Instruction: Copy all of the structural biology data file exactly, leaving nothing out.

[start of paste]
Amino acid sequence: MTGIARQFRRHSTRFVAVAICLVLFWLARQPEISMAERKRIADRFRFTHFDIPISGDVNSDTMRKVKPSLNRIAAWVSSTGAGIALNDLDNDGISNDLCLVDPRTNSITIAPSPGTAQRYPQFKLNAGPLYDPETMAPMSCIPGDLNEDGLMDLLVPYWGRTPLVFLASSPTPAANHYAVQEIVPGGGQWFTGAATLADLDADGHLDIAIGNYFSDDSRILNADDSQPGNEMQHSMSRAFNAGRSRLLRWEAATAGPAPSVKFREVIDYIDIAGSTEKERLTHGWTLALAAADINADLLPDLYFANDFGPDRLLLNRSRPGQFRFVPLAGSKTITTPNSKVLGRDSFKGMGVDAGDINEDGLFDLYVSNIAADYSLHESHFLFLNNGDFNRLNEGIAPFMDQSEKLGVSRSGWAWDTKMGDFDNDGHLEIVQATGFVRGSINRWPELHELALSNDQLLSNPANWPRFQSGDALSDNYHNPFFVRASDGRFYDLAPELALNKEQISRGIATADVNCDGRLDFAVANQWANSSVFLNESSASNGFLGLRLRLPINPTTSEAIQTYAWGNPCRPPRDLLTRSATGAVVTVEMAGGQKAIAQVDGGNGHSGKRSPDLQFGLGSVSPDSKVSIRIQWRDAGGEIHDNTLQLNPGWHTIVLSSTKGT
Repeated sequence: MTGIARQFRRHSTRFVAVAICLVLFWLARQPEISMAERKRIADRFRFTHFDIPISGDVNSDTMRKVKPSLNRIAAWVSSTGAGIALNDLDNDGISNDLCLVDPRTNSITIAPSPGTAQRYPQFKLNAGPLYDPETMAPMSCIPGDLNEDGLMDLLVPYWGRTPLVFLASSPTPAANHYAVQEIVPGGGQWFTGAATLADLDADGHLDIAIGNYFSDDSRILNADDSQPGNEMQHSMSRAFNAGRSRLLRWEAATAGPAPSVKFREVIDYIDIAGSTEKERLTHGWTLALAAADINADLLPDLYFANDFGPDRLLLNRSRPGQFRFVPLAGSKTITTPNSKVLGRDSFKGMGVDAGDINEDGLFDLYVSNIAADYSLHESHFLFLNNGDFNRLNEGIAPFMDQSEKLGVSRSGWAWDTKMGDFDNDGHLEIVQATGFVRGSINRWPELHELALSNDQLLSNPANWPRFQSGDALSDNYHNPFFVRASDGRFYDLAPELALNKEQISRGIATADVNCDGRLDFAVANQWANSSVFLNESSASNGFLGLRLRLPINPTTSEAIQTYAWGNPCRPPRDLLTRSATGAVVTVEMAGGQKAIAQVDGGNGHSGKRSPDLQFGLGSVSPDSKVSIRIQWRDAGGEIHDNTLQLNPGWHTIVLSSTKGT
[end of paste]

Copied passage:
Amino acid sequence: MTGIARQFRRHSTRFVAVAICLVLFWLARQPEISMAERKRIADRFRFTHFDIPISGDVNSDTMRKVKPSLNRIAAWVSSTGAGIALNDLDNDGISNDLCLVDPRTNSITIAPSPGTAQRYPQFKLNAGPLYDPETMAPMSCIPGDLNEDGLMDLLVPYWGRTPLVFLASSPTPAANHYAVQEIVPGGGQWFTGAATLADLDADGHLDIAIGNYFSDDSRILNADDSQPGNEMQHSMSRAFNAGRSRLLRWEAATAGPAPSVKFREVIDYIDIAGSTEKERLTHGWTLALAAADINADLLPDLYFANDFGPDRLLLNRSRPGQFRFVPLAGSKTITTPNSKVLGRDSFKGMGVDAGDINEDGLFDLYVSNIAADYSLHESHFLFLNNGDFNRLNEGIAPFMDQSEKLGVSRSGWAWDTKMGDFDNDGHLEIVQATGFVRGSINRWPELHELALSNDQLLSNPANWPRFQSGDALSDNYHNPFFVRASDGRFYDLAPELALNKEQISRGIATADVNCDGRLDFAVANQWANSSVFLNESSASNGFLGLRLRLPINPTTSEAIQTYAWGNPCRPPRDLLTRSATGAVVTVEMAGGQKAIAQVDGGNGHSGKRSPDLQFGLGSVSPDSKVSIRIQWRDAGGEIHDNTLQLNPGWHTIVLSSTKGT
Repeated sequence: MTGIARQFRRHSTRFVAVAICLVLFWLARQPEISMAERKRIADRFRFTHFDIPISGDVNSDTMRKVKPSLNRIAAWVSSTGAGIALNDLDNDGISNDLCLVDPRTNSITIAPSPGTAQRYPQFKLNAGPLYDPETMAPMSCIPGDLNEDGLMDLLVPYWGRTPLVFLASSPTPAANHYAVQEIVPGGGQWFTGAATLADLDADGHLDIAIGNYFSDDSRILNADDSQPGNEMQHSMSRAFNAGRSRLLRWEAATAGPAPSVKFREVIDYIDIAGSTEKERLTHGWTLALAAADINADLLPDLYFANDFGPDRLLLNRSRPGQFRFVPLAGSKTITTPNSKVLGRDSFKGMGVDAGDINEDGLFDLYVSNIAADYSLHESHFLFLNNGDFNRLNEGIAPFMDQSEKLGVSRSGWAWDTKMGDFDNDGHLEIVQATGFVRGSINRWPELHELALSNDQLLSNPANWPRFQSGDALSDNYHNPFFVRASDGRFYDLAPELALNKEQISRGIATADVNCDGRLDFAVANQWANSSVFLNESSASNGFLGLRLRLPINPTTSEAIQTYAWGNPCRPPRDLLTRSATGAVVTVEMAGGQKAIAQVDGGNGHSGKRSPDLQFGLGSVSPDSKVSIRIQWRDAGGEIHDNTLQLNPGWHTIVLSSTKGT